For those thinking this an overly cynical interpretation, recall Obama’s “decision-making” on Afghanistan. During his first year in office, Obama acceded to Pentagon requests for additional U.S. forces in Afghanistan—even though, by Obama’s own assessment, this would lead only to more dead Afghans and more dead American soldiers. But, by sacrificing those Afghans and Americans, Obama hamstrung McCain and other GOP critics, to a point where, as Obama now reverses course and draws down U.S. forces in Afghanistan, his critics are reduced to nattering about the imprudence of pulling out on a publicly announced timetable. Strategically and morally, this is a pathetic way for the United States to run its foreign policy—but it is Obama’s way, and his administration is now pursuing it in Syria.
In the wake of Hassan Rohani’s victory in Iran’s presidential election, we offered a roadmap for genuinely constructive U.S. engagement with Tehran in an Op-Ed published in The Hindu (India’s third-largest English-language daily), see here, and, in revised form, in Huffington Post, see here. As always, we encourage readers to leave comments on these sites as well as here. We also append our piece below.
What Rohani’s Election Should Mean for Washington
Friday’s presidential and local council elections in Iran show that the Islamic Republic is far more stable and politically dynamic than Western conventional wisdom commonly acknowledges. Moreover, the election of Hassan Rohani—who headed the Islamic Republic’s Supreme National Security Council for sixteen years and was Tehran’s chief nuclear negotiator with the West for much of that period—presents Washington with an opportunity, for Rohani understands the U.S.-Iranian diplomatic agenda in an existential, granular way. If, though, the Obama administration wants to engage a new Rohani administration effectively, and to put U.S.-Iranian relations on a more positive trajectory, it will need to overhaul U.S. policy in four fundamental ways:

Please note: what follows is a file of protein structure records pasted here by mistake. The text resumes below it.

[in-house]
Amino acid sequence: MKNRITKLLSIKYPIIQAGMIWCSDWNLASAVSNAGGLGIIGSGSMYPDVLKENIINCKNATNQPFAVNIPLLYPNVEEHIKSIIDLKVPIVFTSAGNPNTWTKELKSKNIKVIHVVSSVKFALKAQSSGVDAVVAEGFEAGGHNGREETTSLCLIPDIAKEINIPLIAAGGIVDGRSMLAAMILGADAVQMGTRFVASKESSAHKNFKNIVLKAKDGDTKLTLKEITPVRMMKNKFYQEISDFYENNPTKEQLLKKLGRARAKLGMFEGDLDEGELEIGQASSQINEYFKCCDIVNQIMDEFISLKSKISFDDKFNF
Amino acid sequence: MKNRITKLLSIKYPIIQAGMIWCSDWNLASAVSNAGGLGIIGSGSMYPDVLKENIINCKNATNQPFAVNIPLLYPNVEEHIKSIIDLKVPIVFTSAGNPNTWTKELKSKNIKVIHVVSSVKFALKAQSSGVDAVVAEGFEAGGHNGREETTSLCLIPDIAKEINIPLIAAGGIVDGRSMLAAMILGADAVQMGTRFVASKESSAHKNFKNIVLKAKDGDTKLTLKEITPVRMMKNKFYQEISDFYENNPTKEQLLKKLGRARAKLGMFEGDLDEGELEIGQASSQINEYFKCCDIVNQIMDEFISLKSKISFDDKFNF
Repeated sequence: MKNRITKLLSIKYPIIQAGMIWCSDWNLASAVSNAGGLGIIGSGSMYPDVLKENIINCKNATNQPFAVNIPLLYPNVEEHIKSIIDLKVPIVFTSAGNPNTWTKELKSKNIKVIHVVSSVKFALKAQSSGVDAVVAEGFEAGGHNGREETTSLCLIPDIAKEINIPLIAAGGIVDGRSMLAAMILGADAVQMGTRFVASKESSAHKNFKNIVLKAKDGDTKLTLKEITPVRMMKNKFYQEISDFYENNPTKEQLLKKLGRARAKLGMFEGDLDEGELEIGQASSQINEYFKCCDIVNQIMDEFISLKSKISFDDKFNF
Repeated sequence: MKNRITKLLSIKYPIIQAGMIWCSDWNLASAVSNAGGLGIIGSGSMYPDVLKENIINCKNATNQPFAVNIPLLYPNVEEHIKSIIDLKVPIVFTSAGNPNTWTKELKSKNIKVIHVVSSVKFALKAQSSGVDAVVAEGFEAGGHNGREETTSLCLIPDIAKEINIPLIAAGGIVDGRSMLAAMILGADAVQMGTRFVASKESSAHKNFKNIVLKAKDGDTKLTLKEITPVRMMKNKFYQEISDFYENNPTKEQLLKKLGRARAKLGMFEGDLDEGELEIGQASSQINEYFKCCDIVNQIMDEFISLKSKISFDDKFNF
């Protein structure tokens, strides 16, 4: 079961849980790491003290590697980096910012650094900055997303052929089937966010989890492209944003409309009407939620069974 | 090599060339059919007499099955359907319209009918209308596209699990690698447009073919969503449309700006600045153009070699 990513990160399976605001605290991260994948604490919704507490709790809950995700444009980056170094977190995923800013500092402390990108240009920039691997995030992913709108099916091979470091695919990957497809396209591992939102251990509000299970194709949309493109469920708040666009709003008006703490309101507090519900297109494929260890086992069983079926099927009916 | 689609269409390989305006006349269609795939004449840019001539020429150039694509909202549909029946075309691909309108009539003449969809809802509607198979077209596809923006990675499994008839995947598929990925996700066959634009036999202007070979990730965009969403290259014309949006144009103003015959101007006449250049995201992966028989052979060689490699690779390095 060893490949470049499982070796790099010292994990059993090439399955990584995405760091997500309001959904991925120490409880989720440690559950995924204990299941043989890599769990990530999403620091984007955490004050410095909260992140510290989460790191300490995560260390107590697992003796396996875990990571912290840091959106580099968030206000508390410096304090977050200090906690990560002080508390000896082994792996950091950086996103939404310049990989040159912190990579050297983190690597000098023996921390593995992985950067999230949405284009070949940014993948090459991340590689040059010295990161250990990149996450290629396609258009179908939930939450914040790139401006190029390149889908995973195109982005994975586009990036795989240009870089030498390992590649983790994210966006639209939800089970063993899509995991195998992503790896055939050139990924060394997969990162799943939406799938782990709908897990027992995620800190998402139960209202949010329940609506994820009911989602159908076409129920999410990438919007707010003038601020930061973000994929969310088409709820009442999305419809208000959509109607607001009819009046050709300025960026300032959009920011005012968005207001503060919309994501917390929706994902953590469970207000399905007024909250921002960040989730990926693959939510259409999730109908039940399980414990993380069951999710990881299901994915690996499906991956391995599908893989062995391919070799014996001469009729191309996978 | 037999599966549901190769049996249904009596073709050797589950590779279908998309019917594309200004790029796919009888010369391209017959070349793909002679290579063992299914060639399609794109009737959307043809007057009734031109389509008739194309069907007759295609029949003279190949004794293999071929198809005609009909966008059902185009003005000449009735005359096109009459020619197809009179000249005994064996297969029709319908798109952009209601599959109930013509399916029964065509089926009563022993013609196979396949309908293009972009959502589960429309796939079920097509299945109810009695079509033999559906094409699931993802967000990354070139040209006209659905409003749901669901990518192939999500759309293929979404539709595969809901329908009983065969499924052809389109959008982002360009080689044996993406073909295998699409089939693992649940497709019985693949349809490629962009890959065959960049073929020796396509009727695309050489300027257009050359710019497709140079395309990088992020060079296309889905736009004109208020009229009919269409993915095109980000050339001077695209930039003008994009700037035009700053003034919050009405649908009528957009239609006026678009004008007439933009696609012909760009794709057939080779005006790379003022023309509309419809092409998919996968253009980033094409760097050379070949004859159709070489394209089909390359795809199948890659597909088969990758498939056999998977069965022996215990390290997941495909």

First, Washington must accept the Islamic Republic as an enduring political entity representing legitimate national interests. Virtually since the Islamic Republic’s creation out of the Iranian Revolution, American elites have declared it is an illegitimate order, so dysfunctional and despised by its own population as to be at imminent risk of overthrow.
In reality, the Islamic Republic is a legitimate order for most Iranians living in Iran. Its animating idea—the ongoing project of integrating Islamist governance and participatory politics—appeals not just in Iran, but to Muslim societies across the Middle East. Despite decades of military, clandestine, and international economic pressure, it has achieved more progressive developmental outcomes—e.g., in alleviating poverty, delivering health care, expanding educational access, and (yes) improving opportunities for women—than the Shah’s regime ever did, and has done better in these areas than its neighbors (including U.S. allies like Saudi Arabia and Turkey).
The election of Rohani, a moderate conservative, hardly signifies a fundamental challenge to the Islamic Republic (despite the wishful thinking of some who overestimated the Green movement’s significance four years ago). On the same day that Rohani won the presidency, conservatives took 70 percent of the more than 200,000 local council seats up for grabs across Iran.
In short, the Islamic Republic isn’t going anywhere. Even among Iranians who want the Islamic Republic to evolve significantly, most of them still want it to be, at the end of the day, an Islamic Republic of Iran.